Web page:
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" I have seen too many dead and wounded comrades to feel otherwise than that the Government has not sustained this army. If you do not do so now, the game is lost. "
THE AMERICAN CONFLICT: A HISTORY OF THE GREAT REBELLION IN THE UNITED STATES ... - Page 158
by HORACE GREELEY - 1866
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Blackwood's Magazine, Volume 96

England - 1864
...disaster of Gaines' Mill deeply moved him, and he wrote to Mr Stanton : " I feel too earnestly tonight. I have seen too many dead and wounded comrades to feel...that the Government has not sustained this army. If I save the army now, I tell you plainly that I owe no thanks to you, or to any other persons in Washington....
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Blackwood's Edinburgh Magazine, Volume 96

Scotland - 1864
...disaster of Gaines' Mill deeply moved him, and he wrote to Mr. Stanton: "I feel too earnestly tonight. I have seen too many dead and wounded comrades to feel...that the Government has not sustained this army. If I save the army now, I tell you plainly that I owe no thanks to you, or to any other persona in Washington....
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History of the Administration of President Lincoln

Henry Jarvis Raymond - United States - 1864 - 8 pages
...subordinate was ever before permitted to say to his superior officer without instant dismissal — " If I save this army now, I tell you plainly that I owe no thanks to you or to any persons in Washington : you have done your best to sacrifice this army." To this dispatch the President...
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History of the Administration of President Lincoln: Including His Speeches ...

Henry Jarvis Raymond - United States - 1864 - 496 pages
...subordinate was ever before permitted to say to his superior officer without instant dismissal — " If I save this army now, I tell you plainly that I owe no thanks to you or to any persons in Washington : you, have done your best to sacrifice this army.'' To this dispatch the President...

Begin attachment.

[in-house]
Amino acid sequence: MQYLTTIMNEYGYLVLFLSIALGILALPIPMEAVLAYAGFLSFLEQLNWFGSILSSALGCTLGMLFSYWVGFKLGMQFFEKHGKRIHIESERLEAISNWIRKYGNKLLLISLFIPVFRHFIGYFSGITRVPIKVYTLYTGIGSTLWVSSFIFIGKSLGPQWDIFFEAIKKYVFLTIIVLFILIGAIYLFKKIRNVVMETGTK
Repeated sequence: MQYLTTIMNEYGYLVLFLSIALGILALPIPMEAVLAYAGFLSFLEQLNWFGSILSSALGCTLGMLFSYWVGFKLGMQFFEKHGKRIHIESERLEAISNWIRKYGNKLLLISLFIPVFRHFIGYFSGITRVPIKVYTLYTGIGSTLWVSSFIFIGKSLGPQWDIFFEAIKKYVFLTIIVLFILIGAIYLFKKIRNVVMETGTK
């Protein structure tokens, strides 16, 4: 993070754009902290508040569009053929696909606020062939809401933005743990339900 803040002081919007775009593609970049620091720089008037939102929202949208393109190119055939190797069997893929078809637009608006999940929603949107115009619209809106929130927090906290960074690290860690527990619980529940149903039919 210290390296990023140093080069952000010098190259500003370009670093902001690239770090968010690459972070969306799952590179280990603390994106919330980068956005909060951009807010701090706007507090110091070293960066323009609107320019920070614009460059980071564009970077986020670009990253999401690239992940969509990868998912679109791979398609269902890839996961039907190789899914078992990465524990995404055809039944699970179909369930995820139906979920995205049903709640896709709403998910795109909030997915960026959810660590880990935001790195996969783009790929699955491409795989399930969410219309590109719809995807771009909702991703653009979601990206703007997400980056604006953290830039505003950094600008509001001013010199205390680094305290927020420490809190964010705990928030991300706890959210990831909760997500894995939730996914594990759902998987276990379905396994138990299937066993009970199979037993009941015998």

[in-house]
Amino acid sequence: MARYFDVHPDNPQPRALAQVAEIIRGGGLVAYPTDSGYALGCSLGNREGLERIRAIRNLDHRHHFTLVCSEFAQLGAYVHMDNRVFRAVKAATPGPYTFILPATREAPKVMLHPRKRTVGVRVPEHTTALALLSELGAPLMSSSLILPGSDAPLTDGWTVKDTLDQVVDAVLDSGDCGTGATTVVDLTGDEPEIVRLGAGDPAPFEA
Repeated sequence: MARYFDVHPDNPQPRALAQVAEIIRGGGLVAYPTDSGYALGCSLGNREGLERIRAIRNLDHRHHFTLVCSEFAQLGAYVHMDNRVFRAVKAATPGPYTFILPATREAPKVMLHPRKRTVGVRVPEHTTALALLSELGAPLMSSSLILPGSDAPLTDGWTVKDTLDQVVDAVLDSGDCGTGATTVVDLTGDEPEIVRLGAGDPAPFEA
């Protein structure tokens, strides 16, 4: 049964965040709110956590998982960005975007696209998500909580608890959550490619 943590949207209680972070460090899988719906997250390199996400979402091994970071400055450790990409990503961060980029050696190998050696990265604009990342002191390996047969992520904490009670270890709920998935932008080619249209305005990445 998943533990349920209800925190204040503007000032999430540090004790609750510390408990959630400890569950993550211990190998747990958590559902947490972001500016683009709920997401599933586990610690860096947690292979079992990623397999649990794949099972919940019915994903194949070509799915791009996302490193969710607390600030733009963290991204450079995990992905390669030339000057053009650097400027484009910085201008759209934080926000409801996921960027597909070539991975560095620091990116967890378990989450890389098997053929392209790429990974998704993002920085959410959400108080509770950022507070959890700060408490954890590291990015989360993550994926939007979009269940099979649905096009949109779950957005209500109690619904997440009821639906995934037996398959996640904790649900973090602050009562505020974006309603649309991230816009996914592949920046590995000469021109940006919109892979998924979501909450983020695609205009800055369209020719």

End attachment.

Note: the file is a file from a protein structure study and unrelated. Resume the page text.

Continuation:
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Letter of the Secretary of War: Transmitting Report on the Organization of ...

George Brinton McClellan - Maryland Campaign, 1862 - 1864 - 242 pages
...government must not and cannot hold me responsible for the result. "I feel too earnestly to-night. I have seen too many dead and wounded comrades to feel...otherwise than that the government has not sustained thia army. If you do not do so now, the game is lost. "If I save this army now, I tell you plainly...
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General McClellan's Peninsula Campaign: Review of the Report of the ...

Hiram Ketchum - Campaign literature - 1864 - 72 pages
...must not and cannot hold me responsible for the result. I feel too earnestly — I have seen too ma, y dead and wounded comrades to feel otherwise than that. The government has not sustained the army. If you do not do so now, the game is lost." Let this letter be read with care. It exhibits...
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LIFE OF ABRAHAM LINCOLN

JOSEPH H. BARRETT - 1865
...Government must not and can not hold me responsible for the result. I feel too earnestly to-night. I have seen too many dead and wounded comrades to feel...Government has not sustained this army. If you do not so now, the game is lost. If I save this army now, I tell you plainly that I owe no thanks to you,...
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Life of Abraham Lincoln: Presenting His Early History, Political Career, and ...

Joseph Hartwell Barrett - Booksellers and bookselling - 1865 - 842 pages
...Government must not and can not hold me responsible for the result. I feel too earnestly to-night. I have seen too many dead and wounded comrades to feel...Government has not sustained this army. If you do not so now, the game is lost. If I save this army now, I tell you plainly that I owe no thanks to you,...
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The Life and Public Services of Abraham Lincoln ...: Together with His State ...

Henry Jarvis Raymond - United States - 1865 - 808 pages
...subordinate was ever before permitted to say to his superior officer without instant dismissal — " If I save this army now, I tell you plainly that I owe no thanks to you or to any persons in Washington : you have done your best to sacrifice this army." To this dispatch the President...
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The Life and Public Services of Abraham Lincoln ...: Together with His State ...

Henry Jarvis Raymond - United States - 1865 - 808 pages
...subordinate was ever before permitted to say to his superior officer without instant dismissal — " If I save this army now, I tell you plainly that I owe no thanks to you or to any persons in Washington : you have done your lest to sacrifice this army." To this dispatch the President...
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